Remember that no matter how qualified or experienced a candidate is, a job interview can still be a daunting situation. As an employer, it’s important that you make the candidate feel comfortable. A little bit of light-hearted conversation prior to starting the interview can really help someone to relax so that you can see their real personality.
5. Spend at least 30 minutes with every candidate
It may be that you are completing a schedule of booked interviews and already feel that you have found “the one”. Bear in mind that the candidate will probably have taken time off work to attend, so it is only polite to spend a reasonable amount of time with them. And you never know – this candidate could be even better than the last!
Try not to make a judgement/assumption that the candidate is not right for the role based on your first impressions – sometimes people take a little time to warm up, and by the end of the interview, you may have found your perfect match.
6. Listen twice as much as you talk
According to the REC Report, candidates don’t like interviewers who talk too much or who fail to ask them relevant questions.
A good candidate will have spent hours preparing for their interview and will be eager to share with you what they know about your business and to demonstrate why they would be great for the job.
By asking them the right questions, you can give candidates a chance to demonstrate their skills and capabilities, while you listen to what they have to say.
7. Show candidates the environment where they would be working
By having a look around your premises, candidates can get a feel for the company’s culture as opposed to just sitting in an interview room.
If appropriate, introduce them to a couple of other people in the team. You can tell a lot about them from how they engage with others, and listening to the questions they ask will give you a good idea of how interested they are in your company.
8. Be clear and open about timescales
Set out your timescales for the recruitment process clearly. Candidates should have an accurate idea of when they will hear back once they leave the interview; whether they may be invited to a second interview; who any follow up interviews will be with and what the format will be. If the timings change, then do make sure you – or your recruitment partner – let them know in plenty of time.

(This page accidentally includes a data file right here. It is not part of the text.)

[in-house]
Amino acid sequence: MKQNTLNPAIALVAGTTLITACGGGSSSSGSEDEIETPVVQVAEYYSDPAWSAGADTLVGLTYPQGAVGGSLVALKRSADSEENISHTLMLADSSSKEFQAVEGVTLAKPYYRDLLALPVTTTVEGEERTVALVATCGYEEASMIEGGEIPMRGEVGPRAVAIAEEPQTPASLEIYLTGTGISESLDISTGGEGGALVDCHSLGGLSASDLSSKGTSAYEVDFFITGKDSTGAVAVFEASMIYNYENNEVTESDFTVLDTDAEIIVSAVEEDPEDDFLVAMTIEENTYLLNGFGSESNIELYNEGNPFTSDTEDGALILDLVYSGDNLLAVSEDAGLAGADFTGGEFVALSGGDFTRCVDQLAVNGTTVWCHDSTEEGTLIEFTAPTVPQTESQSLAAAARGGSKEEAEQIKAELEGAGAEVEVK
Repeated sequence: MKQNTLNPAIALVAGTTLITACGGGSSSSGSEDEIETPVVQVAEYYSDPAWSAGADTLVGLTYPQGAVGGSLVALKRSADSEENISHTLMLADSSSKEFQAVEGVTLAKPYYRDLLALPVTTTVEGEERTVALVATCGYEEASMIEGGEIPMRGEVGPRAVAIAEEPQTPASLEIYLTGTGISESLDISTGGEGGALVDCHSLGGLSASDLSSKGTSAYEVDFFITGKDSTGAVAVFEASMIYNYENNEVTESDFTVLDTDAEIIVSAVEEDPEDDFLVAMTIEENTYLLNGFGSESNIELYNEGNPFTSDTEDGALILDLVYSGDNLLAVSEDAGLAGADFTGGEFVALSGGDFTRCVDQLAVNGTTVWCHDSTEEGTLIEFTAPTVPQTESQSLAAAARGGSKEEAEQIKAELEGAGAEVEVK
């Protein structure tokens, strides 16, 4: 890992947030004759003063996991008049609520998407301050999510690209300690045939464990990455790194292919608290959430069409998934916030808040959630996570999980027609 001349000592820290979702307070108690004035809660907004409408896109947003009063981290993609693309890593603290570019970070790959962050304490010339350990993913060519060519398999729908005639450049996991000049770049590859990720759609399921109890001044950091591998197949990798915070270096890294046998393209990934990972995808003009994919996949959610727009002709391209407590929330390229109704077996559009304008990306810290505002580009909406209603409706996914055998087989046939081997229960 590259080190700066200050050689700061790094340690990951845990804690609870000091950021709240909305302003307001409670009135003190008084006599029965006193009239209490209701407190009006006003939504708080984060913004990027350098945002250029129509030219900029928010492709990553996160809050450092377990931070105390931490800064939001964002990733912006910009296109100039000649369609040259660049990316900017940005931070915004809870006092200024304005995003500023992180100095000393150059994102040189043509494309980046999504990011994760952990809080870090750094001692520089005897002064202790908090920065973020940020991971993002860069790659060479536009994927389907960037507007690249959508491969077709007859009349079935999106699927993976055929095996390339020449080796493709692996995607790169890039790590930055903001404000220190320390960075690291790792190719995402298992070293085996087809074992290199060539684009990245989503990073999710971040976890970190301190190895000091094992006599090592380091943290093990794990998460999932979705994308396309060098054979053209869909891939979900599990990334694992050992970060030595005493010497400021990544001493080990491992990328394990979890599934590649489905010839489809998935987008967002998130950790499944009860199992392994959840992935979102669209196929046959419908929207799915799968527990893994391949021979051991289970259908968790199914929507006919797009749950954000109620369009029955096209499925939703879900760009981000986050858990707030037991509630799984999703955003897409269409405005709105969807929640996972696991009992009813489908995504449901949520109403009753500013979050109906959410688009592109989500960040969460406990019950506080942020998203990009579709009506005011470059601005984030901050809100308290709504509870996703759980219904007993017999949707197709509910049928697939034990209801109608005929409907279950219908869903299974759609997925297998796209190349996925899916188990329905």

9. Provide every candidate with feedback
Calling a candidate to tell them how impressed you were with them at interview and to arrange a time for another meeting or verbally offer them a job is very satisfying.
Having to ring someone to tell them they’ve been unsuccessful is less enjoyable, but is still very important.
Ensure you thank them for their time and interest in your company and provide some balanced and constructive feedback about why they were not chosen which focuses on factual information such as their experience, ability and skill set.
When you use the services of a professional recruitment consultancy such as Priority Appointments, we do this on your behalf. We have the experience to ensure that feedback is delivered in a positive way, even if the answer is not the one the candidate was hoping for.
Remember, a satisfied candidate might tell a friend about their positive experience. But a disgruntled candidate will tell at least 10 friends how appalled they were with their interview experience!
And finally, do ensure that feedback is timely – don’t keep candidates is a state of uncertainty any longer than absolutely necessary.
10. Improve the process with every interview
It’s not just candidates who can learn from feedback. You can learn how you can improve your company’s recruitment process by asking for people’s views verbally when feeding back. Or you could get the information through a follow-up email with questions such as:
- How would you rate your interview experience?
- Would you apply again for a role in our company?
- How could we have improved?
This way you can gain insight into your recruitment process from an applicant’s perspective which will help you to continue to improve the candidate experience within your business.
REC’s Candidate Experience research shows that often, what really matters to applicants may not be the things you initially thought.
In the survey, it transpired that there is a discrepancy between what employers think candidates want, and what they actually feel is most important. Employers said that they believed that the most important things for candidates were:
- Improving job-related content for applicants (38%)
- Reducing the average time between interview and decision (33%)
- Tightening screening to reduce the number of applications (17%)
However, candidates who were interviewed said that the top three things that mattered to them were:
- Receiving feedback if you are unsuccessful (34%)
- Getting more feedback throughout the application process (22%)
- Reducing the average time between interview and decision (12%).
So to summarise, a strong employer brand is vital to ensuring you are an employer of choice. By taking these key steps, you can make sure you give candidates the best interview experience so that they will share their positive experience with their networks friends, colleagues and family members, and spread the word about what a caring, professional company you work for.
For support in attracting your ideal candidates and giving them the best impression of your organisation, call one of our friendly, professional recruitment consultants today on 01256 334 575.